SOS Helpline: 01 46 21 46 46 (3pm-11pm, daily). English-language listening line based in France. Alternatively you can email the Samaritans in the UK: email@example.com or visit the Samaritans website.
No Panic France: 02 51 28 80 25 / 09 79 67 65 14 (8pm-11pm, Mon-Fri). No Panic is a charity aiming to provide relief for a variety of anxiety difficulties, including but not limited to panic attacks. Outside the french times you can call the UK-based line on +44 1952 590 545, operating 10am -10pm, 7 days a week. You can also email: firstname.lastname@example.org
Stay Alive: free smartphone app that offers help and support for those struggling with thoughts of suicide and those worried about someone else. It includes strategies, tools, information & access to UK-based helplines and emergency services. Alcoholics Anonymous: 0820 200 257. English speaking Alcoholics Anonymous helpline. Their website also provides details of English-language meetings held in various places across the riviera throughout the week (direct link to meetings list here).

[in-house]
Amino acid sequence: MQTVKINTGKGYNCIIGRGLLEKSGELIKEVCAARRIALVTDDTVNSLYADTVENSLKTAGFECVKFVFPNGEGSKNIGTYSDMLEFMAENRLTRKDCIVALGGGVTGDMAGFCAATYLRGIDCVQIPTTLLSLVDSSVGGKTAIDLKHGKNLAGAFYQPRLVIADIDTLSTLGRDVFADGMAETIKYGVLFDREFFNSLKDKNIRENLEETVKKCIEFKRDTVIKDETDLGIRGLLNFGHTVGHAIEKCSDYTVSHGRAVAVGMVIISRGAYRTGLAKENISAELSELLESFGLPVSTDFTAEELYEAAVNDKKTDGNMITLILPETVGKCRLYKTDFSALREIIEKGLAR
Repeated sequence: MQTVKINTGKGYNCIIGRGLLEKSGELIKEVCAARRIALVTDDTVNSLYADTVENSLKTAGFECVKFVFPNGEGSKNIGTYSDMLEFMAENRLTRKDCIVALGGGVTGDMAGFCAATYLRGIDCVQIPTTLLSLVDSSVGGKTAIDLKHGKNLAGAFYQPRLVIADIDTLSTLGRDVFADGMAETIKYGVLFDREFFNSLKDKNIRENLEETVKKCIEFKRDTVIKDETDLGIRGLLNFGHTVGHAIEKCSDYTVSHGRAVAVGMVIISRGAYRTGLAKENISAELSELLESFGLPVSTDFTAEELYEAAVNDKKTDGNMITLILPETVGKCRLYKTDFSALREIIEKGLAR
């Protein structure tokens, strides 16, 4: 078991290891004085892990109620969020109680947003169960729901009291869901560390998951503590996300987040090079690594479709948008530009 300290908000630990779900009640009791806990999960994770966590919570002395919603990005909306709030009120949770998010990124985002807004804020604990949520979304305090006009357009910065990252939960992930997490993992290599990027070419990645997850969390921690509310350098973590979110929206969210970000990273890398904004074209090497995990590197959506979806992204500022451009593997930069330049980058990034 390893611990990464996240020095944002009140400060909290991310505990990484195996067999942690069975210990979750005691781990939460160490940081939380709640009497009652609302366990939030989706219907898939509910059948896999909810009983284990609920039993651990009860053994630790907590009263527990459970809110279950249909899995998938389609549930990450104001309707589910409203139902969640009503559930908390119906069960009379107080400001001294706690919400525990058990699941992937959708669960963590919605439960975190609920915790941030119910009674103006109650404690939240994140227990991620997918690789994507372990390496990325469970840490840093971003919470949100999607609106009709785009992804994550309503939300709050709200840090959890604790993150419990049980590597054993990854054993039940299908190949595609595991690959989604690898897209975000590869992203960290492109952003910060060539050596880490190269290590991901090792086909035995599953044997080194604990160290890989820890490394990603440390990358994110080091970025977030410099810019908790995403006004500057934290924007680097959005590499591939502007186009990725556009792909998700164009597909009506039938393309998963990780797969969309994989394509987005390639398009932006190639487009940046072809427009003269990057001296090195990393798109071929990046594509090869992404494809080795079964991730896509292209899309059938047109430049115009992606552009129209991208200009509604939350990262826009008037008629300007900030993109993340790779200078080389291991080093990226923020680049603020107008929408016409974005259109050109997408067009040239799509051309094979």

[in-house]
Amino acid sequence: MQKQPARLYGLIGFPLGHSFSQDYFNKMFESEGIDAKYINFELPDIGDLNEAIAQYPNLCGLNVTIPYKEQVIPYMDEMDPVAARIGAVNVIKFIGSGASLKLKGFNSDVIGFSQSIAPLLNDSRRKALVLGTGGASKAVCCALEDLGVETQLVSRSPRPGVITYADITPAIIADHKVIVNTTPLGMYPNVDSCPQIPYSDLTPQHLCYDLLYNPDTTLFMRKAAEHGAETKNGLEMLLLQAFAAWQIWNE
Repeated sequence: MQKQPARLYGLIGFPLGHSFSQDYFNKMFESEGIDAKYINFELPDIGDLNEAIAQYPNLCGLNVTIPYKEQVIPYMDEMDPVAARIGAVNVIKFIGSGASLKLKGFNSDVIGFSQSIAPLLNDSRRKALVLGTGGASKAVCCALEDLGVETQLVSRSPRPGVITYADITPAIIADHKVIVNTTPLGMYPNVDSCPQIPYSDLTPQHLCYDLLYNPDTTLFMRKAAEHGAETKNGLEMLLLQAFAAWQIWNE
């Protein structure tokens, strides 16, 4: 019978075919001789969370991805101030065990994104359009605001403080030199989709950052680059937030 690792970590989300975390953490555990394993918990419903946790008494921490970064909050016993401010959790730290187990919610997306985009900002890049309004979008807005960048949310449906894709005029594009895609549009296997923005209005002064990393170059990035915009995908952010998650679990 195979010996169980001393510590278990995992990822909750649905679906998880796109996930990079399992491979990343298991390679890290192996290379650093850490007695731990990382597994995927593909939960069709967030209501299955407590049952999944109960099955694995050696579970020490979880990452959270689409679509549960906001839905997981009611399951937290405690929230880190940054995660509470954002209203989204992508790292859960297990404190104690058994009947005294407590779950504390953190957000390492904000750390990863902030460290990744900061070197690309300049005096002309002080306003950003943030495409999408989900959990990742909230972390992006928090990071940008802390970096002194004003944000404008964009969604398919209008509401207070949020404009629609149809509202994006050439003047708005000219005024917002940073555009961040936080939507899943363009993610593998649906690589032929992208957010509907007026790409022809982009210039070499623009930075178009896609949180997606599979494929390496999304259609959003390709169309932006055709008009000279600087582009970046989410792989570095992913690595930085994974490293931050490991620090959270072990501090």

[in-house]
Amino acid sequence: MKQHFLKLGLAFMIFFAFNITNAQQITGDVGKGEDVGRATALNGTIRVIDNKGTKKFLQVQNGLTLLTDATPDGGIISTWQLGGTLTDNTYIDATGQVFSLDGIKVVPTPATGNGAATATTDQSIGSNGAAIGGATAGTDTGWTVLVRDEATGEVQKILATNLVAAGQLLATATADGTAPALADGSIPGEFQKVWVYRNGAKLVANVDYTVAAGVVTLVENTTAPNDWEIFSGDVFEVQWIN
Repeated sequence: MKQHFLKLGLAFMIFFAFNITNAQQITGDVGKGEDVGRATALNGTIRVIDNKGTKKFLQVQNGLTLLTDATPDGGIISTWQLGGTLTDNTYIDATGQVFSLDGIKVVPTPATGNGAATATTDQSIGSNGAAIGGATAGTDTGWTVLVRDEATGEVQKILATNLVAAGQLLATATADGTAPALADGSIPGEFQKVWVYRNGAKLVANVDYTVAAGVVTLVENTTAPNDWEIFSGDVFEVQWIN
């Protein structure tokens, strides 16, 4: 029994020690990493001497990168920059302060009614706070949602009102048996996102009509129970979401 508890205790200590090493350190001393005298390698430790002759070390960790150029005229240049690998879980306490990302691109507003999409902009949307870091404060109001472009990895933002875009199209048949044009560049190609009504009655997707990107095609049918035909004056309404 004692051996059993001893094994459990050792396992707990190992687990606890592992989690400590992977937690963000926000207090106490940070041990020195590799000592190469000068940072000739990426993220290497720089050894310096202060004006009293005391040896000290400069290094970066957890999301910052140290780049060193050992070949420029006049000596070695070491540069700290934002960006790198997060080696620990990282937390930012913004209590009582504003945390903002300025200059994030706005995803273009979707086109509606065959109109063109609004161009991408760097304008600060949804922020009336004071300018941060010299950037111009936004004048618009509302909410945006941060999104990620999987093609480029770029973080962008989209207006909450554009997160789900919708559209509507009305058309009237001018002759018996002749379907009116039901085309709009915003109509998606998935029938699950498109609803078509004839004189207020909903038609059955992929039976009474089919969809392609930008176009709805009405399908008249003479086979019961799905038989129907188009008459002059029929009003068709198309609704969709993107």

Drogues.gouv.fr: The French governmental website for help with addictions, with specific helplines for alcohol, cannabis, drugs and gaming.
Allô 119: 119 from any phone any time. Any child or adult, parent or professional can call this number if they have worries about a child in danger.
Fil Santé Jeunes: 3224 (from a landline) / 01 44 93 30 74 (from a mobile) / skype contact: filsantejeunes. This website also has forums, FAQs and chat possibilities regarding health issues for young people, including sexuality, contraception, drugs and mental health.
Elefriends: supportive online community, developed by the UK-based mental health charity, Mind.
COGNITIVE BEHAVIOURAL SELF-HELP PROGRAMS Moodjuice: This website has printable self-help pamphlets developed by psychologists working in the NHS in Scotland regarding: anger, anxiety, assertiveness, bereavement, depression, obsessions & compulsions, panic, post-traumatic stress, shyness & social phobias, sleep problems and stress.